2008 – Low level laser for the stimulation of acupoints for smoking cessation

Low Level Laser For The Stimulation Of Acupoints For Smoking Cessation: A Double-Blind, Placebo-Controlled Randomised Trial And Semi-Structured Interviews. Kerr, C.M., Lowe, P.B. & Spielholz, N.I. (2008). Journal of Chinese Medicine 86: 46-51.

The results from this double blind placebo controlled trial did support the hypothesis that low level laser acupoint stimulation was significantly more effective than the placebo in bringing about a cessation in smoking behaviour and that the effectiveness continued up to six months. These can be summarised as follows:

First, both three and four low-intensity laser treatments, applied to specific ear and body acupoints as described, resulted in significantly higher proportions of individuals who ceased smoking for up to six months than did those exposed to placebo laser therapy.

Second, four laser treatments were associated with significantly higher proportions of individuals who ceased smoking for up to six months than did three laser treatments.

Third, the relative risk for stopping smoking for at least six months after these treatments were 3.4 for Group A versus Group C, 9.8 for Group B versus Group C, and 2.9 for Group B versus Group A. Thus, both laser therapy groups were associated with higher likelihoods of smoking cessation for up to at least six months than placebo, and four laser treatments were associated with an almost three-fold increase in smoking cessation compared to three laser treatments.

Subjective data from some subjects in this study suggested that laser acupoint stimulation took away their cravings. The craving experienced by all addicts is what mostly drives them to seek further doses of the drug. Without cravings there is no need to take the drug, hence more subjects in Groups A and B ceased smoking; they no longer desired a cigarette. Other participants in the study claimed that it was the feeling of calmness and reduced anxiety that made it possible for them to stop smoking. Smoking is a stimulant causing the body to produce more epinephrine and norepinephrine both of which accelerate cellular energy utilisation and mobilise energy reserves (Martini and Bartholomew 2003). The sensation to the smoker is that of increased awareness and faster heart rate and breathing. Laser therapy appears to raise the level of endorphin, a natural opioid (Han 1982, Strauss 1987, Karavis 1997), to the point where a sense of warmth and well being was experienced. Different physiological responses occur in all persons so it is possible that this subgroup may have produced more endorphins than others and so had an enhanced feeling of well being which would have promoted sleep and rest and contributed to the sense of well being that they remarked upon. This pleasant state encouraged abstinence from tobacco. (a. feeling of calmness and reduced anxiety not listed in table 5; b. isnt comment on endorphins just speculation in this study?)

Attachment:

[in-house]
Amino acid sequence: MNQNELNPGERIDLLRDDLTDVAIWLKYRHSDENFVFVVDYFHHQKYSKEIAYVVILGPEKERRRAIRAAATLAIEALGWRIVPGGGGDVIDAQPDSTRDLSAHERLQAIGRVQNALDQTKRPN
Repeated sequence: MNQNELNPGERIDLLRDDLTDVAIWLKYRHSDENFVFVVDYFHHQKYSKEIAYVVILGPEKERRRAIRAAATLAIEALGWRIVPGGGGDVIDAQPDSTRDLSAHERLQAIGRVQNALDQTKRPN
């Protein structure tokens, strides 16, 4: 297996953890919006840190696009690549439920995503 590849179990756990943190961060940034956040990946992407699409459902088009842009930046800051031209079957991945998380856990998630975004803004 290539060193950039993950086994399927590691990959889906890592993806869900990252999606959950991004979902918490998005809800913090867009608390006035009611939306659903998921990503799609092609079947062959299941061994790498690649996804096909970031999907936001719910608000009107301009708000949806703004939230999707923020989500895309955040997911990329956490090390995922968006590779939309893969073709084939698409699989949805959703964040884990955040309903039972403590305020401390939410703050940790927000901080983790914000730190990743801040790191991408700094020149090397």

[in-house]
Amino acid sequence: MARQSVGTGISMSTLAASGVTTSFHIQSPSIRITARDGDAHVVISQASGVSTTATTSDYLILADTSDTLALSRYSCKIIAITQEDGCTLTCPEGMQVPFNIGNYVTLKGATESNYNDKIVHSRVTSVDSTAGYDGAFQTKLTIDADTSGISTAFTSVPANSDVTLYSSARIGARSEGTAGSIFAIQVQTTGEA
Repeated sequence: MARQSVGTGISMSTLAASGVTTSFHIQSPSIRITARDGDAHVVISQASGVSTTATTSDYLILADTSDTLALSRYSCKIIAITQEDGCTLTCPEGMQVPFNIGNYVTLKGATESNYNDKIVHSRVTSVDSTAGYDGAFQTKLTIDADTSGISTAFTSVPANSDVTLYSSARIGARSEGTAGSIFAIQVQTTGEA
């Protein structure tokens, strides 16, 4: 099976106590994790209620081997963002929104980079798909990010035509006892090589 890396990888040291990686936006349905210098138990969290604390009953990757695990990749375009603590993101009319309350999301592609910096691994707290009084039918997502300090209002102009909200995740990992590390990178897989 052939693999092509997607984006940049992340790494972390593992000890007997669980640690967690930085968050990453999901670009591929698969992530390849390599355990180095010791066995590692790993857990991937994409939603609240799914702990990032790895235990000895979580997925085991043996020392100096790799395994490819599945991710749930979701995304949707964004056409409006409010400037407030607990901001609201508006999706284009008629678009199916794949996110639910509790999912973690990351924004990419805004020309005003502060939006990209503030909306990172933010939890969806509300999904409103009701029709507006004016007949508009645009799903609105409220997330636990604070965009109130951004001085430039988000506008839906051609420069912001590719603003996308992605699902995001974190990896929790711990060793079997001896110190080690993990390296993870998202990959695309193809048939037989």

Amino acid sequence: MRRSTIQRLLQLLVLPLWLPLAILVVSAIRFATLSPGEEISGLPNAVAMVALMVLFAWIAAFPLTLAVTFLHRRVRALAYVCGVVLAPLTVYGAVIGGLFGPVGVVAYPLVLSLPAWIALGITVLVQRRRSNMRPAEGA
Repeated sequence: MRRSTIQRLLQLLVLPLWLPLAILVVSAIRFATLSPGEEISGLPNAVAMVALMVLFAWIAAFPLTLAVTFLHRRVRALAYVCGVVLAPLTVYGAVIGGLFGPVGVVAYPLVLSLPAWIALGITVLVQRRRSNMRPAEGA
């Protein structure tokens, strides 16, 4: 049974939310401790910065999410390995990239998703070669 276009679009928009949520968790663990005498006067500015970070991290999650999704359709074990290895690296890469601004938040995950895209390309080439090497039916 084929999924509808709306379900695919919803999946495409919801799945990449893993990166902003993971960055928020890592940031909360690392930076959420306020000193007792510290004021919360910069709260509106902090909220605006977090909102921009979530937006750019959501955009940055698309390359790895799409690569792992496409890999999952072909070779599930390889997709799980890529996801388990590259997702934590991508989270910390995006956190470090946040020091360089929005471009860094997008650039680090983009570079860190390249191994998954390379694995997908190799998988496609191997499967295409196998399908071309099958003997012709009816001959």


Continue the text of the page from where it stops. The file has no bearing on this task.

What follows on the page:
Some of the group claimed to feel irritable and unable to concentrate although they experienced no cravings. Irritability is a recognised symptom of withdrawal and it is possible that these persons were not building up their own endorphin levels as quickly as others from within the groups. These persons would most probably have benefited from further laser treatment. If this could not be achieved then it seems highly that they would revert to smoking and this could go some way to explaining why many subjects within both treatment groups were not successful; they had simply not had enough laser treatment.

Statistical analysis between the treatment groups showed a significant difference between those who had had either of the laser treatments and the control. This lent further support to the theory for a physiological rebalancing of endorphins within the body induced by the stimulation of the acupoints. However it seems that the speed at which this rebalancing is achieved is different in each person and some may require more treatments while others need fewer. The significant difference in smoking cessation between Groups A and B would appear to support this.

A small number of subjects (8%) referred to the unpleasant taste of cigarettes when starting to smoke again after several weeks of non smoking. There was also reference to headaches (3%) but these were not well described and it was difficult make judgments about whether they were of importance to this study or just coincidence. Some persons referred to eating more than usual (11%) but none of the group had increased in weight during the six months when they were most closely monitored. This was verified by regular weighings undertaken at the beginning of the study and at intervals of three and six months.


The results that emerged from the data indicated that acupoint stimulation using lasers does indeed modify the physical symptoms of withdrawal and make it possible for motivated persons to succeed in overcoming habitual smoking of tobacco, and this was further supported by the subjective comments made by the participants themselves, especially during the treatment phases and at the follow ups at three and six months. It seems that therapy involving acupoint stimulation is best given as a course of several treatments on at least four and possibly more occasions. Further studies would be needed to determine the optimum number. With regards to the RCT we feel that further studies such as this one are required to strengthen our findings and our reservations are based mostly upon the quality of the participants. Although large in number it was that of a self-selecting sample and this casts doubt on how generalisable the outcomes of the study may be to the general population.

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